What does Honda Service Code B12 Mean?

If you own a Honda car, you have probably seen the Honda B12 service code or other codes, such as A1, B1, A2, B2, etc, pop on your dashboard. The Honda maintenance minder uses these codes to remind drivers that certain components are due for maintenance. This prompts drivers to keep up with maintenance to let their cars run smoothly and with a great life span.

However, while several codes might pop up at certain times, we are particularly concerned about the Honda B12 service code. So in this article, I will explain in detail what the Honda B12 service code is and what to do when you see it.

honda b12 service code

What is Honda B12 Service for Honda?

The Honda B12 service is a maintenance service required by Honda cars which includes changing the engine oil and oil filter, air and cabin filter, and doing tire rotation.

The Honda maintenance minder helps notify drivers about this maintenance by throwing the B12 service code to the dashboard.

So when you see it, know it’s time to act as proper maintenance is key to having a smooth-running vehicle and the expected life span.

Read Also: Honda HRV vs. CRV: A Comparative Review Of Features

What is the Honda B12 Maintenance Code?

The Honda B12 maintenance code is a maintenance task required by Honda cars, usually initiated by the Honda maintenance minder. However, since there are other relatable codes such as B1, B2, B3, B4, B6, B7, etc., let’s break down the B12 service code, to help you understand better.

Basically, the Honda B12 maintenance code stands for three services your Honda needs. While B stands for oil and filter change, 1 stand for tire rotation, and 2 signifies air and cabin air filter change.

So when you see the Honda B12 service code, it means it’s time to change your engine oil and filter, rotate your tire, and replace the air and cabin air filter. Aside from these services, some other services are still required, which are listed in your owner’s manual. I will also highlight these extra services contained in the Honda B12 service in subsequent sections.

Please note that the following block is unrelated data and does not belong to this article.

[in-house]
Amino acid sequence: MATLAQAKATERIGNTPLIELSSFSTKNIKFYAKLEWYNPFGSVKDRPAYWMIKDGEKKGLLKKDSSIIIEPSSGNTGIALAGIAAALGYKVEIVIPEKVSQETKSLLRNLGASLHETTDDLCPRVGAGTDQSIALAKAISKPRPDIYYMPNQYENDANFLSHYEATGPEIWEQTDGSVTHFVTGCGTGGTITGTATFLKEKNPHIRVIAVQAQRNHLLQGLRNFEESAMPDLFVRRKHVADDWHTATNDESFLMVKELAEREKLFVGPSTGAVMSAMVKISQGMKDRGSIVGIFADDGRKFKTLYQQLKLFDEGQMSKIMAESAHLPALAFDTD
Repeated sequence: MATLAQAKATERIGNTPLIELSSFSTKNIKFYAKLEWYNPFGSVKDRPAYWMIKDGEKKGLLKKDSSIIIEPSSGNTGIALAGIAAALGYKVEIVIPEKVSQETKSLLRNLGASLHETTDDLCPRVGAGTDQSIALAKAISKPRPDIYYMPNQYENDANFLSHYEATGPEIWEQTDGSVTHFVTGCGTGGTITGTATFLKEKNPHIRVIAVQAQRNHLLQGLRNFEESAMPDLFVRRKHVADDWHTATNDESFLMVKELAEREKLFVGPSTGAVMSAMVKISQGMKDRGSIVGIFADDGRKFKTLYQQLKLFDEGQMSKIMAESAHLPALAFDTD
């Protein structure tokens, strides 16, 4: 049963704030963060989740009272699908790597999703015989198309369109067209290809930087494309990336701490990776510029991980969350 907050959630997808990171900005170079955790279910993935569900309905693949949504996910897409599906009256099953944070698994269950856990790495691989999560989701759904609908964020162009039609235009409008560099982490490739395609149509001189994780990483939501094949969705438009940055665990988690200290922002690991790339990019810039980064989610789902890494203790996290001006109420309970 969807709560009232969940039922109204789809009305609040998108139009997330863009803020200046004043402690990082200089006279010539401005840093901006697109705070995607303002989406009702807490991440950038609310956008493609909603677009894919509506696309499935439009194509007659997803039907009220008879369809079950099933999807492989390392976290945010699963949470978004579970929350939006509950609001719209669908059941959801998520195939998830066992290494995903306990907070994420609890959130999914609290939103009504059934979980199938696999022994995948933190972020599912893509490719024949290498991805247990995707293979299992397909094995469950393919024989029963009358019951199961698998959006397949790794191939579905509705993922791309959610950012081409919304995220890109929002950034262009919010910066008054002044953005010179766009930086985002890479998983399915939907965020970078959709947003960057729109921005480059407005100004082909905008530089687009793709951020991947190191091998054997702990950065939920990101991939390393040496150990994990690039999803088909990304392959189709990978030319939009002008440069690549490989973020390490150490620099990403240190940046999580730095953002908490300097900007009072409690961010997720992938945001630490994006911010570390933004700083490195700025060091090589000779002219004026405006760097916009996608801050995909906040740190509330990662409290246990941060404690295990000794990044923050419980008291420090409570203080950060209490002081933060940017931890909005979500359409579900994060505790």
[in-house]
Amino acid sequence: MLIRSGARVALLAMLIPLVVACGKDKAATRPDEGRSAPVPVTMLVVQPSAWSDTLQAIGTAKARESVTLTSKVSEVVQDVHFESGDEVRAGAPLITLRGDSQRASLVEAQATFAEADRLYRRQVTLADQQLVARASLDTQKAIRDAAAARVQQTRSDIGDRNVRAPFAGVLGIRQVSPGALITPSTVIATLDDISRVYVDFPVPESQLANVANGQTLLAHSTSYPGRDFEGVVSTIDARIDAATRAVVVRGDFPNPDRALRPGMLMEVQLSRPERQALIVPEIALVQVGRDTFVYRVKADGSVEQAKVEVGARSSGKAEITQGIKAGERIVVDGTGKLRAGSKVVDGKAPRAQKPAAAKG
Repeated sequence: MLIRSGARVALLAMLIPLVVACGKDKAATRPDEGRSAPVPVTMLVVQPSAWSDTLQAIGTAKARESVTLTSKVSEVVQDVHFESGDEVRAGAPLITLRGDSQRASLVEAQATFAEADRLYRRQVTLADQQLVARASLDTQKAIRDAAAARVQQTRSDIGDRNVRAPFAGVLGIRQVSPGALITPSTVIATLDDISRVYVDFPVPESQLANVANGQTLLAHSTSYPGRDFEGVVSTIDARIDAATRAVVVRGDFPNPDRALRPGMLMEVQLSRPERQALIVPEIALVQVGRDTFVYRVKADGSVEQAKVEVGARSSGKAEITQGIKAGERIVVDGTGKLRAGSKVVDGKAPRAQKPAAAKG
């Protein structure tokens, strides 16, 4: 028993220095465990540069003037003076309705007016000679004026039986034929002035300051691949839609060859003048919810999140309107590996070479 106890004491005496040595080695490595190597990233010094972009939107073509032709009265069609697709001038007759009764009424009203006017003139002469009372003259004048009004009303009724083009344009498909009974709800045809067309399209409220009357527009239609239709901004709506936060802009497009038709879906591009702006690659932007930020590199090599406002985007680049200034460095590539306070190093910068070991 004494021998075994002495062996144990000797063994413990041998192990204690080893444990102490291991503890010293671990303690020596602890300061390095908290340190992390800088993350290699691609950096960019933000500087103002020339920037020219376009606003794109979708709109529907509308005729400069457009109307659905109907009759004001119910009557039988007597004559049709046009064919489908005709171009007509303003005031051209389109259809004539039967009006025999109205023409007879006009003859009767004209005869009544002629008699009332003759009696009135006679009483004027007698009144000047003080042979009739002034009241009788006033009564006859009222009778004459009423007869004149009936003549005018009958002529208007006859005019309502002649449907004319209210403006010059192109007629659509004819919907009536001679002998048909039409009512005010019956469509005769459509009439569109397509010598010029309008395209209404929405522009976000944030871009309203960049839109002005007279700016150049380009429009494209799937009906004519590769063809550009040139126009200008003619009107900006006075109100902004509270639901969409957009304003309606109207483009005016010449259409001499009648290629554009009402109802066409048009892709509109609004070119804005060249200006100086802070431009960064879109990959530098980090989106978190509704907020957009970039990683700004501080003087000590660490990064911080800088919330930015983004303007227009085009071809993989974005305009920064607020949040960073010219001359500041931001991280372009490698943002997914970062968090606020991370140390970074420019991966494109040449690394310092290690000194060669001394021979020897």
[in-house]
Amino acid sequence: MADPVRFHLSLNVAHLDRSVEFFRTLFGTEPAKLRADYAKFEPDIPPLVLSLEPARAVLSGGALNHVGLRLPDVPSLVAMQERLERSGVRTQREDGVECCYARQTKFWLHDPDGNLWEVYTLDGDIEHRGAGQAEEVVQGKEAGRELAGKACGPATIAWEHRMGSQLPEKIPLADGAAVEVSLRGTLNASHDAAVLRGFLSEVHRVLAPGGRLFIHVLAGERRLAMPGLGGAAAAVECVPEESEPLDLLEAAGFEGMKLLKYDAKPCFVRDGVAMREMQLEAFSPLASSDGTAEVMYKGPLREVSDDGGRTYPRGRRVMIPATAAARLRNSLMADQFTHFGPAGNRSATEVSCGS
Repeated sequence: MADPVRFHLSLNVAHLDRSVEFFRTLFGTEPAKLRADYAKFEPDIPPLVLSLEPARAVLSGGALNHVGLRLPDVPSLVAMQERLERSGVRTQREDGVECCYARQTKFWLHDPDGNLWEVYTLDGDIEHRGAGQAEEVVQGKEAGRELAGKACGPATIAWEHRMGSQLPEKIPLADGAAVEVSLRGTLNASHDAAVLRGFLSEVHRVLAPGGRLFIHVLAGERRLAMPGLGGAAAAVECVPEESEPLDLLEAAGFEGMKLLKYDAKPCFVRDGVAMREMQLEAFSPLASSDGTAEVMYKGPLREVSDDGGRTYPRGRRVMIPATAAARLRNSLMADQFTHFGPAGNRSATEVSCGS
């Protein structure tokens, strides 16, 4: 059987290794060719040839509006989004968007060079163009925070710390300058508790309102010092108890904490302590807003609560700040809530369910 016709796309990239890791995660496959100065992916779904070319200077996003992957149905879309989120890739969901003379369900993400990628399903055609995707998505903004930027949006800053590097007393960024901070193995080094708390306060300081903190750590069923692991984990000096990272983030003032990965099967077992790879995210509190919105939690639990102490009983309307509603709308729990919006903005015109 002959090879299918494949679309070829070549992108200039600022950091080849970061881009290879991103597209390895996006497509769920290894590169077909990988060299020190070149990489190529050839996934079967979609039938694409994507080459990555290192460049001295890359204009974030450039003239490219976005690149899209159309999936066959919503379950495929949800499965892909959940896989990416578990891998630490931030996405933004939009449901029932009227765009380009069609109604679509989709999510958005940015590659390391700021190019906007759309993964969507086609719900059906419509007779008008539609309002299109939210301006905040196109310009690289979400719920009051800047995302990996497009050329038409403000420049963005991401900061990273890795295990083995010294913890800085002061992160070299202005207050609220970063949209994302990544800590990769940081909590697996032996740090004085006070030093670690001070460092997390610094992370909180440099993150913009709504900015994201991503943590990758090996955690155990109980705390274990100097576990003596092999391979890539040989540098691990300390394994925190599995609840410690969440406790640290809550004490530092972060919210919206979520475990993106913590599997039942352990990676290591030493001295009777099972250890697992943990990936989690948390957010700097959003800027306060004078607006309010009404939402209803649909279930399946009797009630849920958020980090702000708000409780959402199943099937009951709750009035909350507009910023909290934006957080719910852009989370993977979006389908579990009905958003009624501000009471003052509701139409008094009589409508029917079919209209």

This Honda B12 service code is universal for all Honda models. So whether the code pops in your Honda Accord, Ridgeline, or any other Honda, it means the same thing. So for those asking what does B12 mean in a Honda Civic or any other Honda, now you know.

It’s worth noting that while there are other relatable codes, such as the B1, B3, B7, etc, they are not essentially the same. While the B refers to the same thing across all B codes – changing engine oil and oil filter, the number in front tells what other services are needed.

For example, the B3 code suggests changing the oil and filter with the transmission fluid. Whereas B12 requires you to replace the engine oil and oil filter, do a tire rotation and replace the cabin and air filter.

Read Also: Honda B2 Service

What is included in the Honda B12 service?

The things included in the Honda HRV b12 service, Honda ridgeline b12 service

or any Honda models with the B12 code, includes

When do you require the Honda B12 service?

The Honda maintenance minder should alert you when it’s time for a B12 service by throwing the B12 code on your dashboard. Usually, the B12 code should pop around every 5000-7500 miles, depending on how much you use your car.

But don’t always rely on it because the system can malfunction and refuse to notify you. Moreover, the time required for a B12 service is also stated in your owner’s manual. So whether the maintenance minder reminds you or not, you can follow what is recommended by your user’s manual.

A list of all Honda service codes, meaning and when their service is needed, is stated in your manual.  For example, while an oil change is required every 5000-7500 miles, a brake pad job is required every 6000 miles.

Also Read: When Does My Car Require Honda B13 Service?

Important tips to get the Honda B12 service

The following are helpful tips to help you carry out the Honda B12 service for CRV or any other Honda B12 service successfully.

Harness the usefulness of the Honda maintenance minder

The Honda maintenance minder has made it easier to remember when it’s time for maintenance. So when it alerts you of Honda b12 service for your Pilot or any other Honda, ensure you carry out the required service. This will keep your car running smoothly and attain its lifespan.

However, there are other Honda service codes, such as A2, B2, A6, B7, etc. So if you must act on the codes on your dashboard, you must also understand what these Honda service codes mean.